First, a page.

HBV DNA synthesis but do not have an impact on HDV RNA replication. In addition, they do not directly diminish the production of HBsAg, which is critical for HDV virion envelope formation. Similarly, ribavirin has not been shown to have any significant effect when given with or without IFN-α or PEG-α.71-73 Excellent summaries of IFN-α– and PEG-α–based study results have been published recently.60,67 These studies are notable for the small numbers of patients included, variable treatment regimens, short durations of follow-up, and heterogeneity of results.

Results of the combination of PEG-α plus oral antivirals such as adefovir and tenofovir have recently been reported. The HIDIT-1 study randomly assigned 90 patients to receive PEG-α with or without adefovir vs adefovir alone and found that the addition of adefovir provided no benefit.61 Although the subsequent HIDIT-2 study of PEG-α with or without tenofovir reported a slight improvement in treatment response with the tenofovir combination, it was not statistically significant.3 Moreover, extended treatment beyond 1 year was difficult to maintain due to intolerability and was associated with significant dropouts and adverse events. Furthermore, in the HIDIT-1 trial, extended follow-up showed a significant relapse rate of more than 50% among those who were noted to have an HDV RNA virologic response, suggesting that relapse is highly likely after PEG-α discontinuation.74 All of these trials support the fact that new treatments and clinical trials assessing them are greatly needed. Nevertheless, the best way to reduce hepatitis D may still remain the prevention of HBV and HDV infection through universal HBV vaccination efforts.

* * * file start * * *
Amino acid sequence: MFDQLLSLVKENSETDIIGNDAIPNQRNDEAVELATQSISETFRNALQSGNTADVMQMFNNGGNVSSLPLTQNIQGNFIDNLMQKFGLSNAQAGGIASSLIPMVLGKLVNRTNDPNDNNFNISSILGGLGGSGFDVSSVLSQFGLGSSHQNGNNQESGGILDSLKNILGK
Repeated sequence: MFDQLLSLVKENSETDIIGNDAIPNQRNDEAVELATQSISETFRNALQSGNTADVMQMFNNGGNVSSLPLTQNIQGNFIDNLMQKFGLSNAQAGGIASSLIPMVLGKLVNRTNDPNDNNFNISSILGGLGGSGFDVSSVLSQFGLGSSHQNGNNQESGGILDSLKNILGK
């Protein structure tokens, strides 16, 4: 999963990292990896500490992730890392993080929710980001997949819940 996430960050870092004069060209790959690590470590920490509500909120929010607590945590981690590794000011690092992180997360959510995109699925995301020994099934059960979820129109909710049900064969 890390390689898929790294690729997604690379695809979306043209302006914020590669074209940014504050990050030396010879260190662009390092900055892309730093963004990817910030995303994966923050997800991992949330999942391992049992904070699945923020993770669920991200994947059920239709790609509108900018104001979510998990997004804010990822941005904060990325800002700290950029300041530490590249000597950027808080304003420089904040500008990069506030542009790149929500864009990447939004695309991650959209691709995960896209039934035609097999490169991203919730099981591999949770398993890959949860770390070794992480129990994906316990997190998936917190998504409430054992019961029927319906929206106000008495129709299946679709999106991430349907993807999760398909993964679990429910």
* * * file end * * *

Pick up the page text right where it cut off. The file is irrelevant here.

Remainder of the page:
Future Directions

New treatments based on the growing understanding of the unique virology and pathophysiology of HDV are being developed. Because HDV lacks a specific viral enzymatic target, studies are being directed toward targeting the HDAg and interaction of the HBsAg virion coat with cell entry and exit. Prenylation inhibitors that target the prenylation step of L-HDAg by farnesyltransferase are being developed. In vitro and in vivo studies have demonstrated that inhibition of prenylation can lead to HDV clearance.75-77 A National Institutes of Health–sponsored study investigating the effect of the prenylation inhibitor lonafarnib, an oral farnesyltransferase inhibitor, is ongoing.78 HBV entry inhibitors such as Myrcludex B and HBV release inhibitors such as REP 9AC are also currently being studied.79-82 Other possible pathways include RNA interference–based therapies, antisense-based agents, lambda interferon, and toll-like receptor 7 agonists. These are all in the preliminary stages of study and require further development.83-85


Further work must be done to improve the standardization and availability of HDV diagnostic tests in order to have reliable tools for the screening of HDV. Screening all HBV patients will allow a better understanding of HDV’s prevalence and its impact on outcomes and will identify patients who can be offered treatment within or outside clinical trials. Furthermore, the resultant increased awareness of HDV can lead to redoubled efforts aimed at prevention of and early intervention against progressive fibrosis and cirrhosis. It is heartening that the European Association for the Study of the Liver has recently awarded a registry study grant to the Hepatitis D International Network. However, further support must be sought and garnered. When we consider the revolutionary change that has occurred in the management of HCV, with the astonishing development and success of direct-acting antiviral therapy, there is hope that our concerted efforts can also push HDV toward effective patient identification and successful treatment.

The authors have no relevant conflicts of interest to disclose.